Interior (I) case as illustrated by the Interior rectangle I which is located entirely within the interior of the current Sub-Field SF.
Forward (F) case (in a boustrophedontic path-writing of alternate lines in opposite directions analogously to the turning of the oxen at the ends of rows in plowing) is illustrated by the rectangle F located in the X overlap region between the current sub-field SF and the Next Sub-Field NSF.
Bottom (B) case is illustrated by the rectangle B located in the Y overlap region between the current Sub-Field SF and the Next Row Sub-Field NRSF.
Corner (C) case is illustrated by a rectangle located at the intersection of the margins X and Y where they overlap between the SF, NSF and NRSF. Rectangle C illustrates the Corner (C) case.
In addition one can have the various combinations of I, F, C, and B cases as illustrated by the rectangles labelled.
BIFC-bottom, interior, forward, corner;
BI-bottom, interior; and
FIGS. 6, 7, 8 and 9 show flow charts of a preferred hardware embodiment of the logic functions and their sequence which are required to provide the splicing required by the system described above. The flow charts are appropriate for use in a special purpose computer in a hardware form or, alternatively, if desired, in a general purpose computer in software form. In either case, the computer is connected in the system described above, and the function if performed in the Hardware Pattern Splice (HPS) unit.
The HPS unit includes an RDW Data Register RDWDR (not shown) for receiving a Rectangle Definition Word RDW to be considered currently by the HPS.
At the input Offpage Connector symbol marked IN, in FIG. 6 the first logic function of the hardware pattern splicer 6 of FIG. 1 is to check whether any more Rectangle Definition Words RDW's for this sub-field (SF) exist in the pattern buffer of the DCS 15. This logic function responds to the system with a YES or NO answer. (The offpage connector is employed in many cases there to reduce the amount of wiring and eliminating crossovers and long lengths of connections.)
Any More Rows for This SF? No.
If the response to the inquiry as to whether there are any more RDW's is no, then the HPS system 6 writes all rectangles in this sub-field SF which were stored in a buffer or other storage area as passed (or fed forward from previous sub-fields. What this means is that the passed rectangles are ready to go to the rectangle generator RG 18, without modification, having been generated by data from previously exposed sub-fields so the RDW stored in a RDWDR (Rectangle Definition Word Data Register), i.e. memory 103 in FIG. 10 and FIG. 13, and memory 120 in FIG. 12, by the HPS 6 is supplied to the output buffer of the HPS 6 for supply to the RG 18. Next the HPS resets the feed forward sub-field SF store area Memory Address Registers (MAR's), and the DCS 15 moves to the next sub-field to be exposed.
Any More Rows for This SF? YES.
If there is more RDW data to expose, then the next step is to read an RDW from the pattern buffer via the Digital Control System, DCS 15 in FIG. 1. The rectangle to be generated must be analyzed to determine where it falls within the sub-fields and the pattern splicing areas between the sub-fields. This process is referred to as "determining the case of the rectangle." That is the next step.
The nine different sub-field configurations which are possible are referred to as cases, as explained above. These terms are repeated here, since the cases are central to the algorithm described below.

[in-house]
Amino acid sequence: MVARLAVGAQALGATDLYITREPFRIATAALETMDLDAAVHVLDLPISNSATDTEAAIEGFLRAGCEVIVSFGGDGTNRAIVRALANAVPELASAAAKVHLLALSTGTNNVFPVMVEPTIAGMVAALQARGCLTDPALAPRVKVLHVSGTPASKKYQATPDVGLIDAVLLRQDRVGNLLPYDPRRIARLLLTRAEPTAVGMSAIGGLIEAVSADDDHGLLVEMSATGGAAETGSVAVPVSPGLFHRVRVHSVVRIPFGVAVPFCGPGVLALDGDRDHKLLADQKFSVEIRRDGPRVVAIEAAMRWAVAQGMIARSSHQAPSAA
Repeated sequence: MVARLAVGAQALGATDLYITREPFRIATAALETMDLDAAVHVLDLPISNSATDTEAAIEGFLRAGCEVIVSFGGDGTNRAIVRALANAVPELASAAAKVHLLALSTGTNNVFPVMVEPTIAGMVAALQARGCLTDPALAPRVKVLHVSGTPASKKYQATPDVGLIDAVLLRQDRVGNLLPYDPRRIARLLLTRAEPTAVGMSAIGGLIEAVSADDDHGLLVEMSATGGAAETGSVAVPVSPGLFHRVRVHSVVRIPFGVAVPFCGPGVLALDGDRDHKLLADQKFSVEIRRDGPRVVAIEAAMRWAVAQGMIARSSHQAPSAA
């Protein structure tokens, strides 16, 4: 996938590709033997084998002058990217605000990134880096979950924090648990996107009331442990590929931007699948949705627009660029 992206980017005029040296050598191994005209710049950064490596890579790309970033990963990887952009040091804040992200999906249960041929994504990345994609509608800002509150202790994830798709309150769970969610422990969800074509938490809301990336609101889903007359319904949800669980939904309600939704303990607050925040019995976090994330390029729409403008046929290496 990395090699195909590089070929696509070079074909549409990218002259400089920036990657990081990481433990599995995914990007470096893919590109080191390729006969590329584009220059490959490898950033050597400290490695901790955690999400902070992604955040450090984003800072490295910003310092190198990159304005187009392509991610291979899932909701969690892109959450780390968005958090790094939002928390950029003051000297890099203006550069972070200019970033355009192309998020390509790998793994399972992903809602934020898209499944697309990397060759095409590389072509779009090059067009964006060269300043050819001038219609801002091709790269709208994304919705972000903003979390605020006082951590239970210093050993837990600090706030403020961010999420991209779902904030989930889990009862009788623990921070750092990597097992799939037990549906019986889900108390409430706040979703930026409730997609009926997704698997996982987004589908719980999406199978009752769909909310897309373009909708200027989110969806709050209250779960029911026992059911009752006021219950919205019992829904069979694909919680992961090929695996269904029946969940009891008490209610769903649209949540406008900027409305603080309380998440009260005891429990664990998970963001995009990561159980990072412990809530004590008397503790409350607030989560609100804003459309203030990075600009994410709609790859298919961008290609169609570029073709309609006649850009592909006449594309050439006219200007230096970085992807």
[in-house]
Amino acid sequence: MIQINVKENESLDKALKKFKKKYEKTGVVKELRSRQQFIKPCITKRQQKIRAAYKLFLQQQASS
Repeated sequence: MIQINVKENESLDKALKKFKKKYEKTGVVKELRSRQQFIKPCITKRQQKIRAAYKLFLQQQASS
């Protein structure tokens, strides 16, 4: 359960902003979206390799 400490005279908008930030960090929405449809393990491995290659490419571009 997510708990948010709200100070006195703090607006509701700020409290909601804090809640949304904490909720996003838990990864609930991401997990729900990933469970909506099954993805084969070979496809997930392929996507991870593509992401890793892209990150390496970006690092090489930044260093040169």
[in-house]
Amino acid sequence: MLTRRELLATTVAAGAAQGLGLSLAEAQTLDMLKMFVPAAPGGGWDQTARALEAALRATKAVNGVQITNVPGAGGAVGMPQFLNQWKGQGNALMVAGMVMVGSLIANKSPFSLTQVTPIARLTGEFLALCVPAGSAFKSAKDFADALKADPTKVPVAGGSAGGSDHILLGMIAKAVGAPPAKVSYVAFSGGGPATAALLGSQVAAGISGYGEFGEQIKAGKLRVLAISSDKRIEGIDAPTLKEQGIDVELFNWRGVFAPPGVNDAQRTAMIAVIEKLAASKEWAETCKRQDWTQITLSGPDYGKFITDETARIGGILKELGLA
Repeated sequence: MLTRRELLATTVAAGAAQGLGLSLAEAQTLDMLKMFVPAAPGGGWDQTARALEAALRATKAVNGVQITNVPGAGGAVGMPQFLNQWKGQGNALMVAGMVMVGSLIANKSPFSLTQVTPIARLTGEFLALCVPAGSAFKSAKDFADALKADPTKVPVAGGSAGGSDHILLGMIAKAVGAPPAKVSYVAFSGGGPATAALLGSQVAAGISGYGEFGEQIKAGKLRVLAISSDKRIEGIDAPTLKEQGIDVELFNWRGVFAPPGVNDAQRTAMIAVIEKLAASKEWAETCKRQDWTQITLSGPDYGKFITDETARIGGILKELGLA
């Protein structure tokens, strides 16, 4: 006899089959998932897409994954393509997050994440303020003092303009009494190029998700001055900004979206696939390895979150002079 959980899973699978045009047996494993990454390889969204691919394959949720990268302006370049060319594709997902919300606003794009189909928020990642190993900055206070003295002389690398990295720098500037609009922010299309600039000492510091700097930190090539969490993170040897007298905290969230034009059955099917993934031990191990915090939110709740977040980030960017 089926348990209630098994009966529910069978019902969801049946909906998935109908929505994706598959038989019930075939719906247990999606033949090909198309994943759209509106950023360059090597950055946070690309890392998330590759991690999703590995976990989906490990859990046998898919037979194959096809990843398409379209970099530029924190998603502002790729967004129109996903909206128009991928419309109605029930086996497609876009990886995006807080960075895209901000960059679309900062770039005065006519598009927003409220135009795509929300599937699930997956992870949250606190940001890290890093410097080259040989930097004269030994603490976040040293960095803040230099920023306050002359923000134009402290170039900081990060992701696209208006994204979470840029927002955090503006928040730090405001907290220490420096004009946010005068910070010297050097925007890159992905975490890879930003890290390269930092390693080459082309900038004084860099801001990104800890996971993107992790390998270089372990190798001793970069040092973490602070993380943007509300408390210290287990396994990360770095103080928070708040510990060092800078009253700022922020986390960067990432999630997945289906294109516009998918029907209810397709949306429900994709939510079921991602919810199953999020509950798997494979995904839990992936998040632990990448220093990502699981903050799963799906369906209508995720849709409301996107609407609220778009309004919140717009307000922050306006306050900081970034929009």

To review, the case can be the Interior (I) case, the Forward (F) case, Bottom (B) case or the Corner (C) case. In addition one can have the cases of the various combinations including BC-bottom corner; FC-forward corner, BIFC-bottom, interior, forward, corner; BI-bottom, interior; and FI-forward interior. Those blocks are shown as tests which are performed by the testing of the case with outputs as indicated. These cases will be described in greater detail below.
The case logic is shown in FIGS. 14 and 15. The various tests are made on the general rectangle for location of the origin and the extent. Then the logic of FIG. 14 is executed to determine the case. In FIG. 15, a typical rectangle is shown in a sub-field which is the larger square with dimensions of 3000 tool units square. A margin X2 of 200 hundred units is provided around the periphery of the square leaving an inner square having dimensions of 2600 units square. The origin is shown as 0,0. Thus the lower left corner is located at x=-1300, y=-1300 and the lower right corner of the inner square is located at x=1300, y=-1300. The typical rectangle has its lower left corner located at xo, yo, with the rectangle having a height (h) and a width (w). Referring to FIG. 14 for example, the case is "I", if we are in an odd row, and xo and xo +w are both less than 1300 units and yo is greater than -1300 units, so that columns P, Q, R in the first row of the x tests matrix, are all positive and row G in the y tests matrix is positive in its first column. The 1's all intersect at the I case under those circumstances. That is, columns PQR and row G are all ANDed together for the odd row case. For the even row case, Column S is combined with the inversion of column P and row G. Thus if S is positive with xo >-1300, and G is positive with yo >-1300, while the case is not 1, or the inverse of P is ANDED. Thus in FIG. 16, the AND and OR logic for the I case is shown, along with the Boolean equation from which it is derived. The cases for the other eight conditions are computed analogously as will be obvious to those skilled in the art who are familiar with Boolean algebra, and matrix tables. This is discussed in further detail below.
If the case is the interior sub-field I, then the next step is to direct the RDW stored in the RDWDR (Rectangle Definition Word Data Register) to the RG 18 (Rectangle Generator) stage to fully expose the rectangle immediately.